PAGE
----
Friday's property law cases from the Virginia Supreme Court

In Barter Foundation v. Widener, the Court in an opinion by Justice Koontz affirmed Judge Flannagan's ruling against the Barter on the issue of whether it could keep the public off property that was dedicated as a public right-of-way but never formally accepted by the Town. The right-of-way had been of record since 1944 but never used. Byrum Giesler argued for the Barter, Mike Bragg argued for the appellees.

In Jones v. Peacock, the Court in an opinion by Justice Lacy held that the trial court had erred in concluding that the petitioners' father was incompetent to claim an elective share of his wife's augmented estate. The Court concluded that "that the distinct nature of an election warrants a level of competency uniquely connected to that act." Strangely enough, having decided on the legal standard, since the parties agreed all the evidence was in the form of depositions, the Court went on to decide the merits of the case, which strikes me as a bit unusual. Is that how the Supreme Court deals with equitable distribution cases, I wonder?

In River Heights Associates Limited Partnership v. Batten, the Court in an opinion by Senior Justice Carrico affirmed the trial court's rulings in a declaratory judgment action regarding the enforceability of restrictive covenants proscribing commercial use of real estate along U.S. Route 29 north of Charlottesville. The trial court held the covenants were enforceable, and on appeal, the Court agreed that the declaratory judgment action was proper and that the ruling on the merits was correct.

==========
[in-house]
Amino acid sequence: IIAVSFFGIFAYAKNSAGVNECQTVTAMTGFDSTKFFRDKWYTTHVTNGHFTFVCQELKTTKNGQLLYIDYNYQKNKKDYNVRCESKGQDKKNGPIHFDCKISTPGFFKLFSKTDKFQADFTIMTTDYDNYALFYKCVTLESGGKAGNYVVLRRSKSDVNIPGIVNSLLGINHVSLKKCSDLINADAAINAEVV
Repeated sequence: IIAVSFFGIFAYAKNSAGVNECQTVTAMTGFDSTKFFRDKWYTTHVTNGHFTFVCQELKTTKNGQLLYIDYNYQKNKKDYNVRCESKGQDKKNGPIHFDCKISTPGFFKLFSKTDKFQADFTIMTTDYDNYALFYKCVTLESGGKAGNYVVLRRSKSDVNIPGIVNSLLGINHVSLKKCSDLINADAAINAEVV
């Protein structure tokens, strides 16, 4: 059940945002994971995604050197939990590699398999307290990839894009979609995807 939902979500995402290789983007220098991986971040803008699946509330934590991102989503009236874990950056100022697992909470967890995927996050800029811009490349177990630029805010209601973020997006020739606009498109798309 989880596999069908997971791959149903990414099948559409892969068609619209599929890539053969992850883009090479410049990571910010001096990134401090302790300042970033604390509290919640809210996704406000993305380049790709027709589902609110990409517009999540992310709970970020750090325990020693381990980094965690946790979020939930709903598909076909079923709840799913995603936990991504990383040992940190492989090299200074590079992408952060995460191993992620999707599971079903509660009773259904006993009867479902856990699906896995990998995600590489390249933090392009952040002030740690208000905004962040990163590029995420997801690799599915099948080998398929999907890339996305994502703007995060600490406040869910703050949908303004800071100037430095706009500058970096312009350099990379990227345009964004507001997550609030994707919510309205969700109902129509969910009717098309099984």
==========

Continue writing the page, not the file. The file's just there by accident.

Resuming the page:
In Richardson v. AMRESCO Mortgage Corp., the Court in an opinion by Justice Keenan reversed the trial court's rulings on the application of the Uniform Transfers to Minors Act, and on the efficacy of a quitclaim deed, in a case the custodian of a minor had tried to transfer real property from the minor's estate.

In Dogwood Valley Citizens' Assoc. v. Winkelman, the Court in an opinion by Chief Justice Hassell considered the question of "whether a non-stock Virginia corporation is a property owners' association within the intendment of the Property Owners' Association Act," and concluded that it was not, because it had no duty to maintain roads and common areas.